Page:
Greek history comes to N.Y.

University takes on task of studying bones

April 30, 2000|By Steve Wick, | Steve Wick,,NEWSDAY

GARDEN CITY, N.Y. -- Seated before a tray filled with ancient bone fragments, Kostas Harogiannis carefully brushes the dust off Greek history.

As he picks up the shard of an arm bone, he is holding the remains of a Greek man, perhaps a 21-year-old, the same age he is. A young man who, in an epic battle fought on the outskirts of Athens nearly 2,500 years ago, was killed in combat, his body cremated, and the charred bones buried in a chamber reserved for heroic soldiers.

'I feel very honored'

"I feel very honored to be doing this," said Harogiannis, who graduated from Adelphi University on Long Island in December with a degree in biology and is preparing to go to medical school. "It feels like I'm working in my own history, perhaps even my ancestors'. It's a great feeling."

One recent day, Harogiannis, who was born in Greece, and two Adelphi students, Margaret DiNatale and Julian Samodulski, were dusting off the bones in a second-floor laboratory in the university's science building. They were working under the watchful eye of Anagnostis Agelarakis, an anthropology professor at Adelphi who was picked by the Greek government to protect, analyze and, it is hoped, learn enough from the bones to say what kind of men they represent.

These are not just any bones from some long-forgotten conflict, but the bones of Athenian soldiers who fell fighting the Spartans during the Peloponnesian War in 430 B.C. Agelarakis does not know how many individuals are represented by the bones, but the total is perhaps as high as 100. He guesses they were all young men, killed in a war between the democratic state of Athens and an oligarchy based in Sparta.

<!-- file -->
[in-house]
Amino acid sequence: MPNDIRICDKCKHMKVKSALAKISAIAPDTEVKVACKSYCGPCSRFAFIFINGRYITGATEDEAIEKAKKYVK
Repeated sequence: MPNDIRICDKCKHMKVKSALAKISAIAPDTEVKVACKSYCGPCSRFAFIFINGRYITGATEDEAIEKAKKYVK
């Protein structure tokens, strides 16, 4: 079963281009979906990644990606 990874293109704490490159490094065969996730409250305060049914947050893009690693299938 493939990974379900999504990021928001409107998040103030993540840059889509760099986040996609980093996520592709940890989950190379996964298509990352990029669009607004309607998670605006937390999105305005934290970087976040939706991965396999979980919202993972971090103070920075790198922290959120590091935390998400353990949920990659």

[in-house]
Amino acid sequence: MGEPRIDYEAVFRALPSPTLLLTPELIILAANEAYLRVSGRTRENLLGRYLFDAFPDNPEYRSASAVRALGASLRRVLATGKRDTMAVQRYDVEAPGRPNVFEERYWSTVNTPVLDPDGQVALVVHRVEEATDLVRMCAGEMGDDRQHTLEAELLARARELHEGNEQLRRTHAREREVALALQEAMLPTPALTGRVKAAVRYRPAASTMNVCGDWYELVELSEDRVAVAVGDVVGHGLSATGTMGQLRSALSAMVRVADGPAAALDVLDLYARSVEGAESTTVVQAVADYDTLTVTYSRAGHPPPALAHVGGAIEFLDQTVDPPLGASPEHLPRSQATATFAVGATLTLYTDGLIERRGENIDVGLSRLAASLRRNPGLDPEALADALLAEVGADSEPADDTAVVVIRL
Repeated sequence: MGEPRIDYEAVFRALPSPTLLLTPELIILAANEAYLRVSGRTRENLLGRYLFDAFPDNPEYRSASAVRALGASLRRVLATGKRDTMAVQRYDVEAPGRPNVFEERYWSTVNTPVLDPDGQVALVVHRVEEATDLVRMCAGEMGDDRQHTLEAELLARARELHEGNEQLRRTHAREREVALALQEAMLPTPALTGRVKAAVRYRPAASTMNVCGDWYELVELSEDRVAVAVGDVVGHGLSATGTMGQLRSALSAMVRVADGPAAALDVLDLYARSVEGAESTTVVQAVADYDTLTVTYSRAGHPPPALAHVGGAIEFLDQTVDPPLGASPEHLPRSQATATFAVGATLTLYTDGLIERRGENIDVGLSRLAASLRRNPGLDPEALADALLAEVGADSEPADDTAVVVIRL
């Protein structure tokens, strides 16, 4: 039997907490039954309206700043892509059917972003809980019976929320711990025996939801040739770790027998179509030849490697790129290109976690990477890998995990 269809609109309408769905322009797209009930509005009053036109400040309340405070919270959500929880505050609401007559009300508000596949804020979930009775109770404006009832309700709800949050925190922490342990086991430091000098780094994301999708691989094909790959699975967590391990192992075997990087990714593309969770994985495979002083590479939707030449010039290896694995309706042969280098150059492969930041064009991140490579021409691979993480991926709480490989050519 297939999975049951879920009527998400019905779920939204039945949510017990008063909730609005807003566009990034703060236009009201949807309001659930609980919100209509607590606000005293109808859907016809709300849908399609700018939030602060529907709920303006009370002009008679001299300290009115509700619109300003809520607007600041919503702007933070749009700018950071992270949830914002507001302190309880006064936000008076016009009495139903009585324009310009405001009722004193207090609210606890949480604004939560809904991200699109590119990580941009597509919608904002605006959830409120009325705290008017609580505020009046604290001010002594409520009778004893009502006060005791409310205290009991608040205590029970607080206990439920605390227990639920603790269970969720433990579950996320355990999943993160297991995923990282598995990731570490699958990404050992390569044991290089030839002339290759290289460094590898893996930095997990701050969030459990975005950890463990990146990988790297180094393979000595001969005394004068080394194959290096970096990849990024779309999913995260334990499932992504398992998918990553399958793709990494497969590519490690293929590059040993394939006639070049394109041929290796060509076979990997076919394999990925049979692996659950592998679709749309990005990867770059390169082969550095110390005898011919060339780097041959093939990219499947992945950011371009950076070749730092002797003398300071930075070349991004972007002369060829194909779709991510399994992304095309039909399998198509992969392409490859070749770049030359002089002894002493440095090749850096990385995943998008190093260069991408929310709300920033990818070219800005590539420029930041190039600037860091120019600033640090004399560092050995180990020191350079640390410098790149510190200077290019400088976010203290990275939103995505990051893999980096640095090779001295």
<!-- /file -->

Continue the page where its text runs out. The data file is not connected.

The soldiers' bodies were cremated after their deaths, and the bones interred in a chamber that was found in 1997 when a construction crew tore down an Athens theater. There, under the floor of the theater, were the remains of people whose personal stories -- their age, what they ate, their health, how they died -- Agelarakis hopes to be able to decipher through DNA analysis.

A forensic anthropologist with a deep interest in Greek history, Agelarakis -- who was born in Greece and who has taught at Adelphi since 1990 -- has worked at archaeological sites all over the world, but these bones speak to him.

Telling their stories

"These are the bones of men who defended Athens," he said. "The area where they were found was a burial ground for statesmen, generals and soldiers who died in battle. This was a war between democracy and oligarchy. Now we have the bones of these men, and we hope to be able to build profiles and tell their stories."

To make men of them again, in other words.

Last August, after the Greek Department of Classical Antiquities asked Agelarakis to take control of the bones, he flew to Athens, carefully boxed the remains, and flew them back to the campus.

He knew the history of the Peloponnesian War, as every Greek school student was taught, and knew that the leader of the Athenians was the statesman Pericles, who gave the funeral oration for the war dead.

For all Agelarakis knows, the bones of Pericles himself may reside in one of the wooden trays spread across a long table in the laboratory. Near the spot where the soldiers' bones were found is an olive grove where Plato taught.

The Peloponnesian War was fought between 431 and 404 B.C. The Greek historian Thucydides wrote that the cause of the war was unease over the growing power of Athens as a city-state.

By 404 B.C., and after victories in several battles by Sparta, Athens was defeated and the victors established an oligarchical government. After another war, democratic forces retook Athens and the Spartans were sent packing.

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